- Hindi: तुक (hi) f (tuk)
- Hungarian: rím (hu)
- Icelandic: rím (is) n
- Italian: rima (it) f
- Japanese: 韻 (ja) (いん, in)
- Kazakh: ұйқас (ūiqas)
- Khmer: ឃ្លោង (km) (khloong), ជួន (km) (cuən)
- Korean: 운 (ko) (un)
- Kyrgyz: уйкаштык (ky) (uykaštyk)
- Lao: ສຳຜັດ (sam phat)
- Latvian: atskaņa f
- Lithuanian: rimas m
- Macedonian: рима f (rima)
- Malay: rima
- Maori: huarite, kupu huarite
- Bokmål: rim (no) n
- Ottoman Turkish: قافیه (kafiye)
- Persian: قافیه (fa) (qâfiye)
- Polish: rym (pl) m
- Portuguese: rima (pt) f
- Romanian: rimă (ro) f
- Russian: ри́фма (ru) m (rífma)
- Cyrillic: слик m, срок m, рима f
- Roman: slik (sh) m, srok (sh) m, rima (sh) f
- Slovak: rým m
- Slovene: rima (sl) f
- Spanish: rima (es) m
- Swahili: kina (sw)
- Swedish: rim (sv) n
- Tajik: қофия (qofiya)
- Tamil: எதுகை (ta) (etukai), ஒத்திசை (ta) (otticai)
- Thai: สัมผัส (th) (sǎm-pàt)
- Turkish: kafiye (tr)
- Ukrainian: ри́ма f (rýma)
- Urdu: قافیہ m (qāfiyā)
- Uzbek: qofiya (uz)
- Vietnamese: vần (vi)
rhyming; sameness of sound of some parts of words, as ‘the poem exhibits rhyme’
second part of a syllable
From Middle English rimen, rymen, rim, rime (“to recite or write verse; to sing songs; to tell a story in verse; to fit into verse; (figurative) to agree, make sense”), from Anglo-Norman rimer, Middle French rimer, and Old French rimer (“to rhyme (a word) with another word; to write verse”) (modern French rimer), Old French rime, ryme (noun): see etymology 1.
rhyme (third-person singular simple present rhymes, present participle rhyming, simple past and past participle rhymed)
- (transitive, intransitive) To compose or treat in verse; versify.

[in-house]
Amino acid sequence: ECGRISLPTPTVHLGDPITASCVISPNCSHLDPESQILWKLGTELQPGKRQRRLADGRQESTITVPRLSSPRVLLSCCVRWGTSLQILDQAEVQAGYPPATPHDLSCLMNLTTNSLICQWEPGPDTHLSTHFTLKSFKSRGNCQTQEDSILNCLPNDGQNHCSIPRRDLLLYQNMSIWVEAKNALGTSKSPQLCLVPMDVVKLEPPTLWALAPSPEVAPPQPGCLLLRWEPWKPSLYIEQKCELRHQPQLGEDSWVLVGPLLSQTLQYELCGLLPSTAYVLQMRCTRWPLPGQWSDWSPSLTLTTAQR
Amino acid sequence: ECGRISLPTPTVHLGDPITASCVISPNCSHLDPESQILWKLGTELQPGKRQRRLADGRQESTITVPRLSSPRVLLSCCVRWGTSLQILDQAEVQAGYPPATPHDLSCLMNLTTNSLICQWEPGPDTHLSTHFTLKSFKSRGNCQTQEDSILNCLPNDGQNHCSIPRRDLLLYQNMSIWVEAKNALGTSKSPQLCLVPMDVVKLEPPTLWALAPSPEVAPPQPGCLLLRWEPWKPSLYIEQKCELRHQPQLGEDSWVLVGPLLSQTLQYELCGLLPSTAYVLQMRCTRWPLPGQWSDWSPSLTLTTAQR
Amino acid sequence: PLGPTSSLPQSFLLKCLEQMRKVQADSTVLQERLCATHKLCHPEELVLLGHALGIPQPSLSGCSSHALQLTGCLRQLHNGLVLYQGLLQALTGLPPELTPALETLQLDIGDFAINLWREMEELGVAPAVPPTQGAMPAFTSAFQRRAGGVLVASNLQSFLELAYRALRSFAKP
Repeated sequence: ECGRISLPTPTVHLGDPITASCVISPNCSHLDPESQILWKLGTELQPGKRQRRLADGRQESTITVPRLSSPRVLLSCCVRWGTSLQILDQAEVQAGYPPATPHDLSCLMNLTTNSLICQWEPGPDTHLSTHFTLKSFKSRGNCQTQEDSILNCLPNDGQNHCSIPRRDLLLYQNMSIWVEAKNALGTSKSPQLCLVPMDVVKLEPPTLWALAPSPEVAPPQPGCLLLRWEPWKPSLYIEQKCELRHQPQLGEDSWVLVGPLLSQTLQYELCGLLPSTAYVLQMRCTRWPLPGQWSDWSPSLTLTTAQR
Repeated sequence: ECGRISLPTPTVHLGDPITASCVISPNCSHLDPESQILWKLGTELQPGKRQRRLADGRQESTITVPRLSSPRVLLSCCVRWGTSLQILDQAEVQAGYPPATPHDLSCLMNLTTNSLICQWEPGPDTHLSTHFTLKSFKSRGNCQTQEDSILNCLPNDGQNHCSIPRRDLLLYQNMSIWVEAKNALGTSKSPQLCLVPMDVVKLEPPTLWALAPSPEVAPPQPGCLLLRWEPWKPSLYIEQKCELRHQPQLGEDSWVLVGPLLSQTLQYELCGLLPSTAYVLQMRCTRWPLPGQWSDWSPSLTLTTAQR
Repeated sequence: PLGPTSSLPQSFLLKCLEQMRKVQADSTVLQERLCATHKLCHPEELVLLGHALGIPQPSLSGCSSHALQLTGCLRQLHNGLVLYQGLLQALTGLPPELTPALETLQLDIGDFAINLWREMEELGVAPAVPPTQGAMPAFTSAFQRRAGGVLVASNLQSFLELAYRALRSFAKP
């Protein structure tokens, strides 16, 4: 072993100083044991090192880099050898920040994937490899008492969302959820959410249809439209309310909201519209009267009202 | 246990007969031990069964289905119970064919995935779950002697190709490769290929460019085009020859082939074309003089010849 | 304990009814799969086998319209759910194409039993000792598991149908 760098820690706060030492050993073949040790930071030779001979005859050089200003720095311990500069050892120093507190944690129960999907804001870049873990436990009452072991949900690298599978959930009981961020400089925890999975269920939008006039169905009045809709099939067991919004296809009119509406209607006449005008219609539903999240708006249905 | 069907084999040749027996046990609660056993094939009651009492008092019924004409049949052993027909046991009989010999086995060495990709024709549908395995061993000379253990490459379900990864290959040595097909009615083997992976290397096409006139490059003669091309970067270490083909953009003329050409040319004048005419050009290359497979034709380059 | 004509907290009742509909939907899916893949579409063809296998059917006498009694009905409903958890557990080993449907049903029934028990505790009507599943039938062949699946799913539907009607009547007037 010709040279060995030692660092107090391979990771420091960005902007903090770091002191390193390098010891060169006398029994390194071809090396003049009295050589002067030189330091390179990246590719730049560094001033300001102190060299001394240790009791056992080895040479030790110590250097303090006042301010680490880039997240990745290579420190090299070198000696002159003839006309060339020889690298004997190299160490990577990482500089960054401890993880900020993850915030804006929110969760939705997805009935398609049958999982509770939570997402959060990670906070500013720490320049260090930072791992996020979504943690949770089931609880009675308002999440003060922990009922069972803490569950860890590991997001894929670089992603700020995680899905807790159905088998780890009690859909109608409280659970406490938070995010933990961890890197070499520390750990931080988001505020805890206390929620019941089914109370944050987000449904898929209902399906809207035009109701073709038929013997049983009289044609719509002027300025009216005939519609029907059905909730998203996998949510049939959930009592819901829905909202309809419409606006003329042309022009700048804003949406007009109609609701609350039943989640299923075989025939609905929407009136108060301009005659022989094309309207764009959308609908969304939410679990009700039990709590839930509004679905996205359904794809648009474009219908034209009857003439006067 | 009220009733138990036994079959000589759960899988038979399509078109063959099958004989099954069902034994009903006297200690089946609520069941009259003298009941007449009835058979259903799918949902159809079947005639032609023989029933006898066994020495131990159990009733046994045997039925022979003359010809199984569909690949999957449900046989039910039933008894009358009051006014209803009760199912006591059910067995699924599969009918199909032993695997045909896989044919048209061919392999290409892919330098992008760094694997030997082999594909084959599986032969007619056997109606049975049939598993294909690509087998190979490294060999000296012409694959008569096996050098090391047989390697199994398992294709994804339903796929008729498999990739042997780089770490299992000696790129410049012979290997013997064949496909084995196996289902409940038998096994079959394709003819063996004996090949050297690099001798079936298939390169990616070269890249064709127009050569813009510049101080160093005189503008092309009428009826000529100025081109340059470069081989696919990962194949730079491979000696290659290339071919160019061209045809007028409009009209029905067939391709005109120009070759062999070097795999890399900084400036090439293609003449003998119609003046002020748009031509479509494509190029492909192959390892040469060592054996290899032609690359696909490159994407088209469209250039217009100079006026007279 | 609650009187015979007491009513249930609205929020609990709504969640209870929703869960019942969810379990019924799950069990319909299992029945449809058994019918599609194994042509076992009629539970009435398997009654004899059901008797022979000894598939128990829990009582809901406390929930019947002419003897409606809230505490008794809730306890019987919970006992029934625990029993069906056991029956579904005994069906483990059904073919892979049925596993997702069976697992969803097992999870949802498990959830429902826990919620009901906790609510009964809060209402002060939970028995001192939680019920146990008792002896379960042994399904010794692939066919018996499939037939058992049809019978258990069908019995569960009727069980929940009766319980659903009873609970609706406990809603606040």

1599 (first performance), William Shakespeare, “The Tragedie of Iulius Cæsar”, in Mr. William Shakespeares Comedies, Histories, & Tragedies […] (First Folio), London: […] Isaac Iaggard, and Ed[ward] Blount, published 1623, →OCLC, [Act IV, scene ii], page 125, column 2:
Ha, ha, hovv vildely doth this Cynicke rime?
1653, François Rabelais, Thomas Urquhart and Peter Anthony Motteux, transl., chapter XLVII, in The Works of Francis Rabelais, Doctor in Physick: Containing Five Books of the Lives, Heroick Deeds, and Sayings of Gargantua, and His Sonne Pantagruel. […], London: […] [Thomas Ratcliffe and Edward Mottershead] for Richard Baddeley, […], →OCLC; republished in volume II, London: […] Navarre Society […], , →OCLC, book the fifth, page 418:
How Panurge and the rest rim'd with Poetick Fury [chapter title]
1936 July, John Buchan, “Sanctuary”, in The Island of Sheep, London: Hodder and Stoughton, published July 1938, →OCLC, part II (Laverlaw), pages 152–153:
“He was aye rimin’,” said Miss Newbigging, “about this bonny countryside and the dacent folk that bode in it.”
- (intransitive, followed by with) Of a word, to be pronounced identically with another from the vowel in its stressed syllable to the end.
Creation rhymes with integration and station.
- (reciprocal) Of two or more words, to be pronounced identically from the vowel in the stressed syllable of each to the end of each.
Mug and rug rhyme.
India and windier rhyme with each other in non-rhotic accents.
I rewrote the story to make it rhyme.
- (intransitive, figurative) To somewhat resemble or correspond with.
2010, Tony Pipolo, Robert Bresson: A Passion for Film:
In addition, the look rhymes with but inverts the meaning of the first silent look he gets instead of words when he asks Lucien in the photo shop if he remembers him, and Lucien shrugs his shoulders in denial.
- (transitive, obsolete) To number; count; reckon.
transitive, to rhyme with
Translations to be checked
- ^ “rīm(e, n.(3)”, in MED Online, Ann Arbor, Mich.: University of Michigan, 2007.
- ^ “rhyme, n.”, in OED Online , Oxford, Oxfordshire: Oxford University Press, September 2023; “rhyme, n.”, in Lexico, Dictionary.com; Oxford University Press, 2019–2022.
- ^ “rīmen, v.(1)”, in MED Online, Ann Arbor, Mich.: University of Michigan, 2007.
- ^ “rhyme, v.”, in OED Online , Oxford, Oxfordshire: Oxford University Press, September 2023; “rhyme, v.”, in Lexico, Dictionary.com; Oxford University Press, 2019–2022.
- Alternative form of reem
- Jacob Poole (1867), William Barnes, editor, A Glossary, With some Pieces of Verse, of the old Dialect of the English Colony in the Baronies of Forth and Bargy, County of Wexford, Ireland, London: J. Russell Smith, page 64